Why Does Misinformation Spread?

Psychological science has identified several seeds of false beliefs.

One is the power of mere repetition.
How often have people heard or read it: Climate change is a hoax. Islamic terrorism is a grave threat to the United States (never mind that, of 230,000 murders since 9/11, only 123 have been perpetuated by Muslims. Moreover, Islamic terrorists have killed many orders of magnitude more fellow Mulsims then Christians.
Mere repetition makes statements easier to process and remember. The power of familiar, hard-to-ease falsehoods and fake news is appreciated by political manipulators, from those in Orwelll’s “1984” to those running today’s presidential campaigns. Unfortunately, rebuttals sometimes backfire because they repeat the myth.

The power of confirmation bias.
In a may 2016 national survey, those favorable to Trump believed Obama was Muslim rather than Christian by a 65% to 13% margin. Those unfavorable to Trump believed the reverse by a mirror image of 64% to 13%.

The power of cognitively available anecdotes.
A brutal crime may make the world seem more violent that it actually is. Do not believe anecdotes. Insist upon data and statistics. Remember, the plural of anecdote is not data.

The power of group polarization. Groups tend to have similar beliefs. Indeed that is likely why the group has formed. However, do not blame this on the internet. (See the healthy memory blog post, “The Truth About the Internet.”

To understand why misinformation spreads as well as how to counter this misinformation. Kahneman’s Two Process View of Cognition can be quite helpful. System 1 is named Intuition. System 1 is very fast, employs parallel processing, and appears to be automatic and effortless. They are so fast that they are executed, for the most part, outside conscious awareness. Emotions and feelings are also part of System 1. Islamophobic responses are essentially System 1 responses. Learning is associative and slow. For something to become a System 1 process requires much repetition and practice. Activities such as walking, driving, and conversation are primarily System 1 processes. They occur rapidly and with little apparent effort. We would not have survived if we could not do this types of processing rapidly. But this speed of processing is purchased at a cost, the possibility of errors, biases, and illusions. System 2 is named Reasoning. It is controlled processing that is slow, serial, and effortful. It is also flexible. This is what we commonly think of as conscious thought. One of the roles of System 2 is to monitor System 1 for processing errors, but System 2 is slow and System 1 is fast, so errors to slip through.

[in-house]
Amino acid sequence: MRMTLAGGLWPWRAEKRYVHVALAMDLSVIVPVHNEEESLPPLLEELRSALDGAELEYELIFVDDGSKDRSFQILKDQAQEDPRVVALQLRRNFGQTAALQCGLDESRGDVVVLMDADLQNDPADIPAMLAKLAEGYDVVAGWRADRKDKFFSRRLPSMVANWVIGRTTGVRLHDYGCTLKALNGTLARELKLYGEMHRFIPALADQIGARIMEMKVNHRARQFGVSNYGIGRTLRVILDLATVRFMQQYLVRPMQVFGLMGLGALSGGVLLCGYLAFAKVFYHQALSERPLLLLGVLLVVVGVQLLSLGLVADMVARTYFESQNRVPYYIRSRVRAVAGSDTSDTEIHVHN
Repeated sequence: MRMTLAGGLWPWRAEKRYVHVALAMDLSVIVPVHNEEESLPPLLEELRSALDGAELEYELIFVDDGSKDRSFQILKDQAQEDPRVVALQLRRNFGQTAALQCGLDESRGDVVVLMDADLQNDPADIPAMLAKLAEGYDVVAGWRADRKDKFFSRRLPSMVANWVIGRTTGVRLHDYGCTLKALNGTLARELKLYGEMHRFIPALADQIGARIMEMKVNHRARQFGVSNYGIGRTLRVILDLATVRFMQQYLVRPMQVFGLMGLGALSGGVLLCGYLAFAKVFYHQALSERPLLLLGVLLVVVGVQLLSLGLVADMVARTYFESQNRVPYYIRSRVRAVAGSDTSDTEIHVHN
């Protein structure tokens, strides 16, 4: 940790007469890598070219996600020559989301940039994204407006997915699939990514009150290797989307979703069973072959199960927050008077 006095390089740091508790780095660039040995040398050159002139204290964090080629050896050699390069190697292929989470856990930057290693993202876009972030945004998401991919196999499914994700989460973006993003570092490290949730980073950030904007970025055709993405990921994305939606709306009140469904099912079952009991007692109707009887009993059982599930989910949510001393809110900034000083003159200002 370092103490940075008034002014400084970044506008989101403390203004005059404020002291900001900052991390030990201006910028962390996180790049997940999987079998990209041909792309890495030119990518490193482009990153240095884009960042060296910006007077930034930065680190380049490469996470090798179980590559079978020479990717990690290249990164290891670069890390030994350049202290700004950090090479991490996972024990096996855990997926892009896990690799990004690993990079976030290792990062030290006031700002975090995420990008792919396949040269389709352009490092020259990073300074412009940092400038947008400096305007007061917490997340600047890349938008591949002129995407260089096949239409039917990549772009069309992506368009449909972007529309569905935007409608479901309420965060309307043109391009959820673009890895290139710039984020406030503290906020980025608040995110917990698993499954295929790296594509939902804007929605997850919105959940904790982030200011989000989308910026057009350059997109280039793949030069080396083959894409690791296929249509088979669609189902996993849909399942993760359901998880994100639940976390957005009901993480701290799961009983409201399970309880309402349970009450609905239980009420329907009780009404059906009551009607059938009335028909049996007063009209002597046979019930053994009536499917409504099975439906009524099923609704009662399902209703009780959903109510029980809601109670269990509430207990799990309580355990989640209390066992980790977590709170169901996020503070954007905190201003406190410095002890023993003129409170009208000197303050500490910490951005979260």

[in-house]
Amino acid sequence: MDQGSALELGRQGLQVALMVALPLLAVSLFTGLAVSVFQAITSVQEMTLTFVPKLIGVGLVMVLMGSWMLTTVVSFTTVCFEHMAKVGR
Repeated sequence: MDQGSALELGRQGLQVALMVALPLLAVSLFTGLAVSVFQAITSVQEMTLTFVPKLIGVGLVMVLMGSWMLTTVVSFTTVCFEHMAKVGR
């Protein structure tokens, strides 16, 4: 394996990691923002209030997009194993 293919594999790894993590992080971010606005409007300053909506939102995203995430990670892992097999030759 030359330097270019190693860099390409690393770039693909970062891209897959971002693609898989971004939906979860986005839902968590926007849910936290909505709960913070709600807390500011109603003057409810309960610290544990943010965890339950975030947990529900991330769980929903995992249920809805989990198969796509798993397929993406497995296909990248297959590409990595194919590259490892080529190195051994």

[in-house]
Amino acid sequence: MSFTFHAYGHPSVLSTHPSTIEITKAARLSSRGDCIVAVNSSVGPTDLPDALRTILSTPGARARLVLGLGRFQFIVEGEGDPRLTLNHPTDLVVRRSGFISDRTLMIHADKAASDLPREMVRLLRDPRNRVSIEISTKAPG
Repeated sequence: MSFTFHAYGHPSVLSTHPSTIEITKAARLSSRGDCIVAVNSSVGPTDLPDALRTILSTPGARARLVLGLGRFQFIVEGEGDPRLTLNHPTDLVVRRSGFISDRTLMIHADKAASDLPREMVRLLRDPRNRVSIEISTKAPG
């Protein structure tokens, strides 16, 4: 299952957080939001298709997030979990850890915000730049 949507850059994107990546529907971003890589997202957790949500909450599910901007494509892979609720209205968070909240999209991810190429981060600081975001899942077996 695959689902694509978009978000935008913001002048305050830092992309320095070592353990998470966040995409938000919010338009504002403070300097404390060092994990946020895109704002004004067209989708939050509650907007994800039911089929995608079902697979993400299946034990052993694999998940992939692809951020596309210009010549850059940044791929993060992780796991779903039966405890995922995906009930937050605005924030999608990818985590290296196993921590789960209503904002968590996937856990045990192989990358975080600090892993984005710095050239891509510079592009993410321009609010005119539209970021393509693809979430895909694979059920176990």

Moreover, System 1 is the default mode of processing. So when you read or hear something, the default mode is to believe it. Then further repetitions serve to consolidate this belief. Remember that one of the roles of System 2 is to monitor System 1 for errors. However, to do so require cognitive effort, thinking. So it pays to examine your beliefs carefully to see if they’re justified and whether they should be disbanded or modified.

This post is largely based on an article by David G. Myers titled Misinformation, Misconceptions, and our Teaching Mission in the Association for Psychological Science publication “Observer, September 2017.

© Douglas Griffith and healthymemory.wordpress.com, 2017. Unauthorized use and/or duplication of this material without express and written permission from this blog’s author and/or owner is strictly prohibited. Excerpts and links may be used, provided that full and clear credit is given to Douglas Griffith and healthymemory.wordpress.com with appropriate and specific direction to the original content.

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2 Responses to “Why Does Misinformation Spread?”

  1. russvane3 Says:

    Your 123 is misinformation or it is a very unusual data set. We have fought Taliban and Al Qaeda for numerous years. Both qualify as Muslims.

  2. healthymemory Says:

    True. The statement refers to the domestic United States post 9/11

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